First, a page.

The following article was written by Merle Keith Kutz, editor of Local APWU #888 Queen City reporter:
Hubris. That pretty much describes the U.S. Postal Services attitude during the January 4th, public input meeting concerning the closure of the mail processing center in Springfield Missouri. For those unfamiliar with the word, Webster defines it as such:
Hubris ( /ˈhjuːbrɪs/), also hybris, means extreme haughtiness,pride or arrogance. Hubris often indicates a loss of contact with reality and an overestimation of one’s own competence or capabilities, especially when the person exhibiting it is in a position of power.
From the booking of a much too small venue, (approx. 100+ were turned away) to the defective microphone those trying to have their objections heard were required to use, the postal service stacked the deck in its favor. One has to wonder if those in charge were either incompetent or their real agenda is to dismantle the postal service on the way to privatization.
While those that were turned away huddled around cell phones and hung on the tidbits of information that were texted out, those seated, listened (or would have like too) to a presentation by postal service regional director Gail Hendrix. Seems that technical difficulties rendered her presentation un-viewable in parts. Quite a shame since interest had been piqued by a radio and print advertising blitz sponsored by the Local 888 of the American Postal Workers Union.
Those in attendance represented business, public and political interests. Notably absent were major mailer “Bass Pro” and Springfield Mayor Jim O’Neal, who failed seize this opportunity. The Honorable Billy Long, Representative for the 7th District made an appearance and asked, “What do we have to do to make it possible to keep the plant open?” Hendrix was unable to respond. The “Occupy Springfield” movement who had conducted a mock funeral, complete with a casket, the day before at the information picket at the main post office were represented. About a dozen members performed, “mic checks” and added a sense of the unknown to the proceedings. Between them and someone outside banging on the building’s walls trying to get in, Springfield’s finest were called in to ensure order was maintained.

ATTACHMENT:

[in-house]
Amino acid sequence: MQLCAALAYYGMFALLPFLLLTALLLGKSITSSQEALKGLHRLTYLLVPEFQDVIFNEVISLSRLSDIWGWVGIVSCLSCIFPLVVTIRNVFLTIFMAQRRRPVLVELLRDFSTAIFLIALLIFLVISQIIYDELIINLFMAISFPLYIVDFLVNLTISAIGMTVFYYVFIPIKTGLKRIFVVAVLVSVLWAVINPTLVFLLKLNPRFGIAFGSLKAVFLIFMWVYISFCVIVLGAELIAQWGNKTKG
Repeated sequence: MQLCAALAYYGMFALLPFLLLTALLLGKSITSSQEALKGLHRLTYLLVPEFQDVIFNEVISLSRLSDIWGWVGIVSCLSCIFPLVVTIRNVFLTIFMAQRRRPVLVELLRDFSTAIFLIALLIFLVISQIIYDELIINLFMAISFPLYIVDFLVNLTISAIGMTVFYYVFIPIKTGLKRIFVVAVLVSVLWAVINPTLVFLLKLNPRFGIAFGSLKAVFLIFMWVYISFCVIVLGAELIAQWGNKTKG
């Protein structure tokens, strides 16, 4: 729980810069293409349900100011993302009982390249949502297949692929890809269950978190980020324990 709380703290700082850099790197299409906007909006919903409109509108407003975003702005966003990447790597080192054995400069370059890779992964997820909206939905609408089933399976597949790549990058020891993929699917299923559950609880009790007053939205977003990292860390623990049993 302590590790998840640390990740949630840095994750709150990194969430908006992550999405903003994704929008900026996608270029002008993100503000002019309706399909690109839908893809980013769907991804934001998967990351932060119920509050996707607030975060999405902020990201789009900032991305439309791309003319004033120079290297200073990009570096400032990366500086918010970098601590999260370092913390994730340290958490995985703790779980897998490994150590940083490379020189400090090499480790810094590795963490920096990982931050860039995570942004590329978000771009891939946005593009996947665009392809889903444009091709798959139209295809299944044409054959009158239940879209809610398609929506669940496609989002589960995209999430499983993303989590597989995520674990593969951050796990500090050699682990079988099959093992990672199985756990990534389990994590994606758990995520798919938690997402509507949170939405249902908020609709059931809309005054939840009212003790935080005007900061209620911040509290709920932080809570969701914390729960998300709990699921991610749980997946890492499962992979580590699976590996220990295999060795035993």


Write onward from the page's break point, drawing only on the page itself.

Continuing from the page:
Many postal employees volunteered to give up their seats inside so that members of the public and business community such as West Plains Quill publisher Frank Martin could get in. Martin’smessage was clear. ”Having a two- to three-day delivery schedule could kill the Quill.” Six thousand of his subscribers rely on next day delivery of their daily newspaper. One has to wonder just how many people with stories like Martin’s were unable to get in and be heard. Not everyone inside wishing to speak got the opportunity either as the meeting was called to a close near the two hour mark.
Rep. Long summed the meeting up by saying, Sounds to me pretty much like a done deal, they’ve decided what they want.”